Being able to run with the head still is important for gaze stabilisation. If you watch someone with a ponytail running, the ponytail bobs up and down because of the pitching forces acting on the head, but the head stays very stable. There are special mechanisms that help us do this. The semi-circular canals in human heads are greatly enlarged relative to apes, which gives us greater ability to perceive and react to rapid accelerations of the head. As our ancestors had no other reason to control head movements, running could be the explanation as to why.
From being able to run to marathons
We evolved from very non-active creatures (your average chimp walks 2 to 3 kilometres a day, runs about 100 metres and climbs a few trees) so where did our endurance come from? It is estimated that our hunter-gatherer ancestors walked or ran 9 to 15 kilometres every day, and it is argued that for that reason from our heads to our toes, we have all the features necessary for endurance running; short toes that require less energy to stabilise and generate less shock; Achilles tendons that stores and releases energy appropriately as we run; large gluteus Maximus muscles that steady the trunk; and the stabilisation of the head.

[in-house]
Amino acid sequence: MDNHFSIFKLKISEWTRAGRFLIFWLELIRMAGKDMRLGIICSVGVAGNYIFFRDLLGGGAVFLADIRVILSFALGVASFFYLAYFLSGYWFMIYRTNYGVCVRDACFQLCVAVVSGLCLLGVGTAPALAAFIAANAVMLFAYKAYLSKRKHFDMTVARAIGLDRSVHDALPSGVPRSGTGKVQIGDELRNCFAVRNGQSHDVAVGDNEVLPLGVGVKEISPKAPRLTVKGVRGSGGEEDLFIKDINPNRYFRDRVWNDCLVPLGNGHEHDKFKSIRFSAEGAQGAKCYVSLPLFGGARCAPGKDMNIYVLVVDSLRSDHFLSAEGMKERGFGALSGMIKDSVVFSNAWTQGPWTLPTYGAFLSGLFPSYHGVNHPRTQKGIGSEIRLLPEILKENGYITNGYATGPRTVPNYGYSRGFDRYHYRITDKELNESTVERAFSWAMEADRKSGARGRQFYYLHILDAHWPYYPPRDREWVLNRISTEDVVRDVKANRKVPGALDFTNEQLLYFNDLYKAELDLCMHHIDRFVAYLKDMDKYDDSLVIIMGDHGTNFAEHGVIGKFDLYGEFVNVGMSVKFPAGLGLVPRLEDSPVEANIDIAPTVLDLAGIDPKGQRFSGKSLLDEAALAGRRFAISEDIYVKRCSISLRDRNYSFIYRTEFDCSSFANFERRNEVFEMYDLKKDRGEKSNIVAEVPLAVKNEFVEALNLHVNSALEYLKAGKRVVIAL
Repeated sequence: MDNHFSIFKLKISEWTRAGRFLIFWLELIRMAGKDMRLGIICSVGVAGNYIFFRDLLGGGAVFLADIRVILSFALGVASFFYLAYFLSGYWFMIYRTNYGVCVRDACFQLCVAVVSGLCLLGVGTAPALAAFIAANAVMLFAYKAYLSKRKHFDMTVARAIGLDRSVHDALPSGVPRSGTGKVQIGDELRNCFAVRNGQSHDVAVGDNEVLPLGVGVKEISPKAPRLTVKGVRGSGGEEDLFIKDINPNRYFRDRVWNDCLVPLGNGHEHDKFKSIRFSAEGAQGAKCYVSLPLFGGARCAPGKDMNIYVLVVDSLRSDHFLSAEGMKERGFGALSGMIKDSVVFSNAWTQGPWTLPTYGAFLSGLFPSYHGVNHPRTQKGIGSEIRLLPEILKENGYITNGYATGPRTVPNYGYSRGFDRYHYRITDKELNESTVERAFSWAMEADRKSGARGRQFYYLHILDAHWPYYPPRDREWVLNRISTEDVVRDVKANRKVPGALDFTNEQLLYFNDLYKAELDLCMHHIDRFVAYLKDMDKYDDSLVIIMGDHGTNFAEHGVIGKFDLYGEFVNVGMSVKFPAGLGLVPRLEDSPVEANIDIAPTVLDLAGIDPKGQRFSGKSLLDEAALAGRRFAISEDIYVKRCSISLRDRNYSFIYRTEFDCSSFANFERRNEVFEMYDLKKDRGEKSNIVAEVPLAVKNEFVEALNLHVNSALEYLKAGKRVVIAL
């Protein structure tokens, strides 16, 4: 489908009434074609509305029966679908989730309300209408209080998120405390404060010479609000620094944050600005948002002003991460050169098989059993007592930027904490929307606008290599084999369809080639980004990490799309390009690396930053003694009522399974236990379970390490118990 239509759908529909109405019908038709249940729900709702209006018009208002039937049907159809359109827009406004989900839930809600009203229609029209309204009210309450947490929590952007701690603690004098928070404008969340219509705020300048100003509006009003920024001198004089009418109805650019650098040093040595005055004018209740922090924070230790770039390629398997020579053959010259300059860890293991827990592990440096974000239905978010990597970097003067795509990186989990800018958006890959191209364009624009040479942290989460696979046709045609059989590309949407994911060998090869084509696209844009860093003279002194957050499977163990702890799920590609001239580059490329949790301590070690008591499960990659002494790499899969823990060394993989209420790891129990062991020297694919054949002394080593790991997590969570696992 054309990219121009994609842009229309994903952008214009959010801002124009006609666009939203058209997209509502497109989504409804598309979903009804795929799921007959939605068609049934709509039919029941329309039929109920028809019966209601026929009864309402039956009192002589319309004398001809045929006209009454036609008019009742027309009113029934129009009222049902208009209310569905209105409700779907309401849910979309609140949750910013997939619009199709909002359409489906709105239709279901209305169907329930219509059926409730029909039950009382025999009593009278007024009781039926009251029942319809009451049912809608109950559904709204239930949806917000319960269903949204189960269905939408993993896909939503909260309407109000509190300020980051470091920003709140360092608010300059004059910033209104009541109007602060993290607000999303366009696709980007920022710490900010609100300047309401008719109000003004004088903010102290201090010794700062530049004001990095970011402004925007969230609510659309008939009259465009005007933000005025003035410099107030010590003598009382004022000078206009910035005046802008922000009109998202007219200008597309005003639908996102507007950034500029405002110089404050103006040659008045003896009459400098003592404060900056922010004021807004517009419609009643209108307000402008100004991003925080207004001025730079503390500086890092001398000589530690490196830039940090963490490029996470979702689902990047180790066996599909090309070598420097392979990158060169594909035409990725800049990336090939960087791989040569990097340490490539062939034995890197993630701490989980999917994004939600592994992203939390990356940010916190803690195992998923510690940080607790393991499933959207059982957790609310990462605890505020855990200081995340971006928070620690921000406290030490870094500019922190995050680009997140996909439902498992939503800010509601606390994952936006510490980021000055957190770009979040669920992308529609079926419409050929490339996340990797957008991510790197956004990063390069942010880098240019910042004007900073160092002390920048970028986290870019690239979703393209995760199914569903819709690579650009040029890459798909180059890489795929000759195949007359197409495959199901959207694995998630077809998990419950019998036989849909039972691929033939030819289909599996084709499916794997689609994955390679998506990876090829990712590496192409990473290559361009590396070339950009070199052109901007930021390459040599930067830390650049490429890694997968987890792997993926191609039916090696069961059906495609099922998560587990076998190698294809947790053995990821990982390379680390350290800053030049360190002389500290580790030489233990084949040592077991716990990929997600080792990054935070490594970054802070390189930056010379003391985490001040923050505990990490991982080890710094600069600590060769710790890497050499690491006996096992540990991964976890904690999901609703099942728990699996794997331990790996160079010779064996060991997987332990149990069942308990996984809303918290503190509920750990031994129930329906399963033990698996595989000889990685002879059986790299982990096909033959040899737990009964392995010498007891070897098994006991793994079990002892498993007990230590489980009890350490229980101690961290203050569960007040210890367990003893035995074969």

Endurance was the key
It is hypothesised that the advantage for our ancestors was persistence hunting. We can run long distances at speeds that require other animals to gallop. That’s not an endurance gait for quadrupeds, because they cool by panting with short shallow breaths, but they cannot gallop and pant at the same time. So if we chase an animal making it gallop in the heat for as little as 15 minutes, on a hot day it will die of heat stroke.